Improving the practice and performance of contemporary music

I rarely go over the same ground. I’m the brunt of a certain amount of criticism because, like Stravinsky, I suffer from being called a turncoat since I start in some direction and can’t continue in it.
Jacob Druckman (2)
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One of the most prominent of contemporary American composers, Jacob Druckman was born in Philadelphia in 1928. After early training in violin and piano, he enrolled in the Juilliard School in 1949. In 1949 and 1950 he studied at Tanglewood; later, he continued his studies at the Ecole Normale de Musique in Paris (1954-55).

Druckman produced a substantial list of works embracing orchestral, chamber, and vocal media, and did considerable work with electronic music. In 1972, he was awarded the Pulitzer Prize for Windows, his first work for large orchestra. Among his other numerous grants and awards were a Fulbright Grant in 1954, a Thorne Foundation award in 1972, Guggenheim Grants in 1957 and 1968, and the Publication Award from the Society for the Publication of American Music in 1967. Organizations that commissioned his music included Radio France (Shog, 1991); the Chicago Symphony Orchestra (Brangle, 1989); the New York Philharmonic (Concerto for Viola and Orchestra, 1978; Aureole, 1979); the Philadelphia Orchestra (Counterpoise, 1994); the St. Louis Symphony Orchestra (Mirage, 1976); the Juilliard Quartet (String Quartet No. 2, 1966) and numerous others.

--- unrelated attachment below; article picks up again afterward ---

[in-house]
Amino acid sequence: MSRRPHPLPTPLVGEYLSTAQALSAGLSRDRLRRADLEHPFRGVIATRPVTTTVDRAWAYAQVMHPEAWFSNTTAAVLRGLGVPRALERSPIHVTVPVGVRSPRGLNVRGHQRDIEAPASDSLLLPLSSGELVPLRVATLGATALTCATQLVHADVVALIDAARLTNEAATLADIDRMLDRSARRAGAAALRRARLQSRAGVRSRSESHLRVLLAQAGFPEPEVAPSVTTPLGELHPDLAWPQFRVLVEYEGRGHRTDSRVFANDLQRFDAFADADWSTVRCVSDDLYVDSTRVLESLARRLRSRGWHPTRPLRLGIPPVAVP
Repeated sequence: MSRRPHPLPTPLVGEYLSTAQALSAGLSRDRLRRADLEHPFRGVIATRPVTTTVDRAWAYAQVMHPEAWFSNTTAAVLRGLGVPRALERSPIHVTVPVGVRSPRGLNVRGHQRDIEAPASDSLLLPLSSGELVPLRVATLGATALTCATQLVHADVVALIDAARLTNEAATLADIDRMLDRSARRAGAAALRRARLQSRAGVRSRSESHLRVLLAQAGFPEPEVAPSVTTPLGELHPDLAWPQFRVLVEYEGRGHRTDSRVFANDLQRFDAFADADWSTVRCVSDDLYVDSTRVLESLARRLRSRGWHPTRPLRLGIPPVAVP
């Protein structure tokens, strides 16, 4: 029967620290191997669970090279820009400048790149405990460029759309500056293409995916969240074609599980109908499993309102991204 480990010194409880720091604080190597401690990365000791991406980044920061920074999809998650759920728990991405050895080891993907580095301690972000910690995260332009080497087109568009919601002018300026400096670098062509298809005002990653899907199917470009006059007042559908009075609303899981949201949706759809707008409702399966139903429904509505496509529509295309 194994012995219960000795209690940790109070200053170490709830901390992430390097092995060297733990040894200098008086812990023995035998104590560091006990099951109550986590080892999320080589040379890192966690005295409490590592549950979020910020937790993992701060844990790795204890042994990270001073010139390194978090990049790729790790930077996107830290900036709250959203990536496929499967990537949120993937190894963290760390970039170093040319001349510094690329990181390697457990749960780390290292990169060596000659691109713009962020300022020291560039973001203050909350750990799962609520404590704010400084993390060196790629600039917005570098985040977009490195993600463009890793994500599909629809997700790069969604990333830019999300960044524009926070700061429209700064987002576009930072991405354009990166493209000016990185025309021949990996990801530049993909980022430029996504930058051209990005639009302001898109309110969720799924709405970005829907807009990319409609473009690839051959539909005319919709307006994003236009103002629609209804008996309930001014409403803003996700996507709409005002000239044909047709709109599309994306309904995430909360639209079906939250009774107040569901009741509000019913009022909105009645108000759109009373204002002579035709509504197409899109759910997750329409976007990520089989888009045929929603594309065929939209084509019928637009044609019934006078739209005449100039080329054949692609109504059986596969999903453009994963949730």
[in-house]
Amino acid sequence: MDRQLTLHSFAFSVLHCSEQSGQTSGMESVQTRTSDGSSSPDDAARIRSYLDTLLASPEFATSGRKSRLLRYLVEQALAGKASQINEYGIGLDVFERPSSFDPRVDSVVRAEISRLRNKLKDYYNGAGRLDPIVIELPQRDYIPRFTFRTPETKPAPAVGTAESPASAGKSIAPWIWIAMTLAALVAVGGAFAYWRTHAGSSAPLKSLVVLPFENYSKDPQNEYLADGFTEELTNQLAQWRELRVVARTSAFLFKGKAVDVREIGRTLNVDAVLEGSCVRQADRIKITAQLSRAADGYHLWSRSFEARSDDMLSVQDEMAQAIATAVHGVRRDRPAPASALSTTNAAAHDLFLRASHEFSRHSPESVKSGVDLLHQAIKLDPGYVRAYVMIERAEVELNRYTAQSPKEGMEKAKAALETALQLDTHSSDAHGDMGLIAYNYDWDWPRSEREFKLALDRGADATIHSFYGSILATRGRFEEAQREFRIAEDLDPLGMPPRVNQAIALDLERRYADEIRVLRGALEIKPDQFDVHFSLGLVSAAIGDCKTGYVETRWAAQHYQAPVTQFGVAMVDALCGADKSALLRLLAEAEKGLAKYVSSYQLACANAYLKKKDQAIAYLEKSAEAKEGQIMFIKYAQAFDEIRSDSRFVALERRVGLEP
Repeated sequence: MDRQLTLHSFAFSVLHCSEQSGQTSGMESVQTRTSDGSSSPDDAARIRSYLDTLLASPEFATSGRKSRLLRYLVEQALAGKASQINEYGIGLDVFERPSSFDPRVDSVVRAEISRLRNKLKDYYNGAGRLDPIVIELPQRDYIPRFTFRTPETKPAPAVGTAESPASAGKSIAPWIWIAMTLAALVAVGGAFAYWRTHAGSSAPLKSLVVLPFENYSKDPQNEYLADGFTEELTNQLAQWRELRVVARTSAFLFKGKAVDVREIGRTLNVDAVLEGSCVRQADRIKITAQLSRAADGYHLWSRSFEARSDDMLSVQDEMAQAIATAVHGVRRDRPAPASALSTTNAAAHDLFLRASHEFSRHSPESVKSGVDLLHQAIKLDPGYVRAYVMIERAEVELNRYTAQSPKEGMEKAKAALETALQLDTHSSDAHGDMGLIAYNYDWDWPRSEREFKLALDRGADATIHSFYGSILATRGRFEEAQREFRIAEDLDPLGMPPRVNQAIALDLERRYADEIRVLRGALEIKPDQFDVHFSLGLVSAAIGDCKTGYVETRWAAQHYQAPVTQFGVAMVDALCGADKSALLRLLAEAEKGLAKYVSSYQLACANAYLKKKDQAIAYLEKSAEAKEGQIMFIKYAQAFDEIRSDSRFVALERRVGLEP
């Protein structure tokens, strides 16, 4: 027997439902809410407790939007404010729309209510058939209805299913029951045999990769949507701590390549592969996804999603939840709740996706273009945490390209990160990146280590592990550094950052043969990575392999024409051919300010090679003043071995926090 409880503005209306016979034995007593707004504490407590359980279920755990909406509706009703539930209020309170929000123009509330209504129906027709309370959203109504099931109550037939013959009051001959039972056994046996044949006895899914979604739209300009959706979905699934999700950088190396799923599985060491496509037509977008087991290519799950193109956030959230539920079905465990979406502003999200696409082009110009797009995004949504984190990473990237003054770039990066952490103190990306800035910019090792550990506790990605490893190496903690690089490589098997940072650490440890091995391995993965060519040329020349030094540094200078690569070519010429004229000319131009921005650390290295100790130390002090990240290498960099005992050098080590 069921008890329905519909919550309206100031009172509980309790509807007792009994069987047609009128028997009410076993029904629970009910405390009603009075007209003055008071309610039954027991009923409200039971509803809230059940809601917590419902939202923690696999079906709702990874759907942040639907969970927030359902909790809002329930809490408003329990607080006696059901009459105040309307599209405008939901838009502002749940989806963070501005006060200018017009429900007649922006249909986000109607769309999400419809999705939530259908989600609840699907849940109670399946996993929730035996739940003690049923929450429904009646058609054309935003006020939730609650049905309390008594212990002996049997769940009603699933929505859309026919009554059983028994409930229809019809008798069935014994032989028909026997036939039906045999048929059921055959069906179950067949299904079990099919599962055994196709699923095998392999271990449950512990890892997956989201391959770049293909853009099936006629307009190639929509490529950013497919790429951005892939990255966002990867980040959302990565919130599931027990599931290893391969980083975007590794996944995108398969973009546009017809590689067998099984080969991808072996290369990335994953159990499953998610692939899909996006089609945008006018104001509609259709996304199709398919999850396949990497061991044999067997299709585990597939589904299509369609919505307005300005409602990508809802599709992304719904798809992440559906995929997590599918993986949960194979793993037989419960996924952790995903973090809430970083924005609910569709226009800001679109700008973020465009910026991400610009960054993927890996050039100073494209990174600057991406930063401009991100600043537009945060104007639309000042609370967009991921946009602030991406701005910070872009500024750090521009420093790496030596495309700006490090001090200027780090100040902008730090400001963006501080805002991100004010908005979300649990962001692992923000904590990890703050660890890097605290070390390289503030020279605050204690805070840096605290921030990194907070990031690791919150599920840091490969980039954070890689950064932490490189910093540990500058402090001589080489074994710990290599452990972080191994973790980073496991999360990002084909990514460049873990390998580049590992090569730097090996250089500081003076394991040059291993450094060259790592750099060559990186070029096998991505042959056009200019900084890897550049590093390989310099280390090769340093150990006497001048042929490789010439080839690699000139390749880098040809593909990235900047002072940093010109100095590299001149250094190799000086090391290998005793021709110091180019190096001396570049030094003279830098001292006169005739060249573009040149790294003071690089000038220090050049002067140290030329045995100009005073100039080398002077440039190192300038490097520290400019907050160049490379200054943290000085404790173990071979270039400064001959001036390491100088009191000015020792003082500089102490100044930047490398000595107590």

Mr. Druckman taught at the Juilliard School, Bard College, and Tanglewood; in addition he was director of the Electronic Music Studio and Professor of Composition at Brooklyn College. In April of 1982, he was appointed composer-in-residence with the New York Philharmonic. In the last years of his life, Mr. Druckman was Professor of Composition at the School of Music at Yale University(1).


Text written by Tom De Cock
  1. Biography from the Boosey & Hawkes website as visited on 10 December 2021
  3. photograph © Vincent P Oneppo